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Welcome to Shark Tales!

This is a blog dedicated to sharing the science that underpins the conservation of Elasmobranchs (sharks, skates, and rays) across the globe.

Elasmobranchs are some of the most fascinating creatures of the underwater world. Currently, there are at least 1,118  extant species of sharks, skates, and rays found throughout all corners of the globe: from depths of up to 4,000m in the deep sea and the icy waters of the Arctic, to shallower habitats in estuaries and freshwater lakes. Indeed, this group of cartilaginous fish can be found in just about every aquatic ecosystem on the planet.

They come in all shapes and sizes too…  Dwarf Lanternsharks can be found as small as your palm and Whale Sharks grow to bigger than a school bus! Despite this, they do share some common biological features: elasmobranchs belong to a class of cartilaginous fish (called the Chondrichthyans), meaning their skeletons are made out of cartilage and not bone like humans and other mammals. They also have several rows of replaceable teeth, 5-7 gill slits and many species even have the ability to detect their prey’s heartbeat using electrical sensing. In fact, most elasmobranchs are top predators- meaning they play a vital role in maintaining ecosystem balance.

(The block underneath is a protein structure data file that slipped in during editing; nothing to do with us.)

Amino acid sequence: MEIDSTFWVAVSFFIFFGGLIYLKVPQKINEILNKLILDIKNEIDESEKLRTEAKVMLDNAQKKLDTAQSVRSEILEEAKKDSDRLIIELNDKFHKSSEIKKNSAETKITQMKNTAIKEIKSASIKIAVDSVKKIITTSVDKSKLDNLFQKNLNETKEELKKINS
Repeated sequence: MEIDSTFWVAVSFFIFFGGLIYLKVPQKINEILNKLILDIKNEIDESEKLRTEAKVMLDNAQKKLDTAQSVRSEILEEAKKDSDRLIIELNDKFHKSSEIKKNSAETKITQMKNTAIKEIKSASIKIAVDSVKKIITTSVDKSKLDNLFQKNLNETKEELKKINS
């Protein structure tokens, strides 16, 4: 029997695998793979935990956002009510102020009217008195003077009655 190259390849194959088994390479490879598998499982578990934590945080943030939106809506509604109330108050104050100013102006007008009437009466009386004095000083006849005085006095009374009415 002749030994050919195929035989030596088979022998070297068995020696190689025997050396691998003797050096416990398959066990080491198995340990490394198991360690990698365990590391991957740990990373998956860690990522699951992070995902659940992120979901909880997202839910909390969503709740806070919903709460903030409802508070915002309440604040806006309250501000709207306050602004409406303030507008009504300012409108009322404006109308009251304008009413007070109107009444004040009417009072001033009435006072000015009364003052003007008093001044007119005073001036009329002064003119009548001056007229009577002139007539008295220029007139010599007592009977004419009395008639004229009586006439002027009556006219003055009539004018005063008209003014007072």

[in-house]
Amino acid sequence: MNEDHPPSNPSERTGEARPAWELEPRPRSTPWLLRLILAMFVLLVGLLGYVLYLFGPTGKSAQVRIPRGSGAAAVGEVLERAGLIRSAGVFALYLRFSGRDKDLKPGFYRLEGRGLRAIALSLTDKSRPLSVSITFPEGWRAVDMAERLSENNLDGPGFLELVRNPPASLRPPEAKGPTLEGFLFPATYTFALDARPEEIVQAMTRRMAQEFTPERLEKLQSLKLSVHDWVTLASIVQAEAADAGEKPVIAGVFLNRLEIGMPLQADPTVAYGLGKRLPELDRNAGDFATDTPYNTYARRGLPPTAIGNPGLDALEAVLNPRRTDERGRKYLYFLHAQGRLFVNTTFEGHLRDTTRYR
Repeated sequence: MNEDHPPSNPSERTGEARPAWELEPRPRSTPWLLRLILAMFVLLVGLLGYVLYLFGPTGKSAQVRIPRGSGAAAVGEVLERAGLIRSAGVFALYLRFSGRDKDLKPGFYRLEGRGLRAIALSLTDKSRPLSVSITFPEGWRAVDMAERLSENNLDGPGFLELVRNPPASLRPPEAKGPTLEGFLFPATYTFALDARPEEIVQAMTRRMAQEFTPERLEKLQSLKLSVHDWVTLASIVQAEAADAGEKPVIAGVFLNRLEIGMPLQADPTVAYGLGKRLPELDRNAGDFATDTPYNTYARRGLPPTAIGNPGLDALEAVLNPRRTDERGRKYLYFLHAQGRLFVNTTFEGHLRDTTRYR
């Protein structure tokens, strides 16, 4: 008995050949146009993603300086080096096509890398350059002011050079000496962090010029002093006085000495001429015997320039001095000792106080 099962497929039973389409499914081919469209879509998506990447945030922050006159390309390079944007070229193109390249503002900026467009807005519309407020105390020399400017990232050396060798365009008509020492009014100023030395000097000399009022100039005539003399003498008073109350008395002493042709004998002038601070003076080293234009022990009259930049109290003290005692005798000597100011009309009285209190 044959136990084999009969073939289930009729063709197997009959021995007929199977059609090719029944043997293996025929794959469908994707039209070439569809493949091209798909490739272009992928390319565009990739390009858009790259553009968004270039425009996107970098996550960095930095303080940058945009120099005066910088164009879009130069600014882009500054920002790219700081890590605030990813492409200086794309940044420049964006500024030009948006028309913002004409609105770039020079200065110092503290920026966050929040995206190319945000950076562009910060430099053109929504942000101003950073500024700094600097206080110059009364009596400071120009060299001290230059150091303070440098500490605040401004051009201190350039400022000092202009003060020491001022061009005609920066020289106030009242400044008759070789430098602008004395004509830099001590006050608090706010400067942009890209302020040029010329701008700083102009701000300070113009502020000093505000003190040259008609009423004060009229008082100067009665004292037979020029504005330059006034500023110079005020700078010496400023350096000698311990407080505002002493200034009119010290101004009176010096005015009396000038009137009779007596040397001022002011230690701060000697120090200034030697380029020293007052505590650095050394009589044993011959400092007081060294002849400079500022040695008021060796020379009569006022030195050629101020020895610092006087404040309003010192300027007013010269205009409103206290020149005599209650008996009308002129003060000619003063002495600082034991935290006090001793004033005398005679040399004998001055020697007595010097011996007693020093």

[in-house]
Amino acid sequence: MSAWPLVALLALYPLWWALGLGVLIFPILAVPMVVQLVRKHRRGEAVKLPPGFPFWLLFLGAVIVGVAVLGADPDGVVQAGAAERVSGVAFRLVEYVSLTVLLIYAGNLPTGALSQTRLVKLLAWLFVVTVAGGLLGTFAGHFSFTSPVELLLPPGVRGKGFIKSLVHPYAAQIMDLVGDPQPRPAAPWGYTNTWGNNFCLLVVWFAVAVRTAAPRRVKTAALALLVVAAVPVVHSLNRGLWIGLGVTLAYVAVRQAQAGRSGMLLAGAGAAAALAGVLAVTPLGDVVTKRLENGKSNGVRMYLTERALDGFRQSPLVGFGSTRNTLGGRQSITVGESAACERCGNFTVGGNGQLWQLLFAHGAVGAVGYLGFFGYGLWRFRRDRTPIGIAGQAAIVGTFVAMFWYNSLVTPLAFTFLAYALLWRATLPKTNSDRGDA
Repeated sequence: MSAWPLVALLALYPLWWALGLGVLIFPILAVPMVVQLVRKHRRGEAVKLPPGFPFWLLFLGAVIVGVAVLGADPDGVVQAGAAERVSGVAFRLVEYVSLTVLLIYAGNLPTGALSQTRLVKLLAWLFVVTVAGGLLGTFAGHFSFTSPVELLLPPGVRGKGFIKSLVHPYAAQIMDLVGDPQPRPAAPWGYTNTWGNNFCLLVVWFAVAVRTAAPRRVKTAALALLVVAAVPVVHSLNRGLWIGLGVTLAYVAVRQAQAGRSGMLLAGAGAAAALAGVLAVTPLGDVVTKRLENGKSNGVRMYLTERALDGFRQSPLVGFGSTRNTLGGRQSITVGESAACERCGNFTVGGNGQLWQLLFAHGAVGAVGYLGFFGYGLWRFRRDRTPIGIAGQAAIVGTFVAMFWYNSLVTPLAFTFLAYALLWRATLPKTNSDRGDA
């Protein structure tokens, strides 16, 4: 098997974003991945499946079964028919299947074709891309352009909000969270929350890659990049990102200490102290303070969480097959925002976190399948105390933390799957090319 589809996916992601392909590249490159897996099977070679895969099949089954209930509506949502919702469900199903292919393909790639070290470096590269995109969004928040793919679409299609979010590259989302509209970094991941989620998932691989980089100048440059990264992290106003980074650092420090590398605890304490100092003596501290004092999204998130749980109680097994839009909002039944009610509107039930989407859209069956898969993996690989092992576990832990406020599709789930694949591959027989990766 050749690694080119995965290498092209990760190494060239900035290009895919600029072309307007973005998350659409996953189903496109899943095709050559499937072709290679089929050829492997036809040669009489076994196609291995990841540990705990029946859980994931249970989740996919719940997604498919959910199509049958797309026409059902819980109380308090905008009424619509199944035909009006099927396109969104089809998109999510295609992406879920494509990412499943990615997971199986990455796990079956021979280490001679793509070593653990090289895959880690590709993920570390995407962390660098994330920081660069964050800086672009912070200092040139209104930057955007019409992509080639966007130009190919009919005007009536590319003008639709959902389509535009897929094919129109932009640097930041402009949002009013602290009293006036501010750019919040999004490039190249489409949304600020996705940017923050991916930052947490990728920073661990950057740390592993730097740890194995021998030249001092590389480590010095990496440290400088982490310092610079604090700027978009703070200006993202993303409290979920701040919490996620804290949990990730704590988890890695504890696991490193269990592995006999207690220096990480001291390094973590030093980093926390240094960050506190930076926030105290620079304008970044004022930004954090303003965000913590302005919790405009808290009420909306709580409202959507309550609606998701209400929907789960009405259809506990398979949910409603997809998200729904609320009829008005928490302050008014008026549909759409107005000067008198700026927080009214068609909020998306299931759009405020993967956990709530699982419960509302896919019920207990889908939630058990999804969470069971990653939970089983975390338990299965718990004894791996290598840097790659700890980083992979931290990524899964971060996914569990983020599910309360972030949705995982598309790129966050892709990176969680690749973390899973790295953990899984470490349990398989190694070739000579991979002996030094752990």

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Unfortunately, elasmobranchs are a group at high risk of extinction; due to habitat destruction, overfishing, and being caught as bycatch, an estimated 25% of species are thought to be threatened worldwide. The impact of elasmobranch decline is poorly understood, but given their important roles in aquatic ecosystems, the consequences are likely to be far-reaching.

Now, more than ever science plays a crucial role in protecting these beautiful creatures.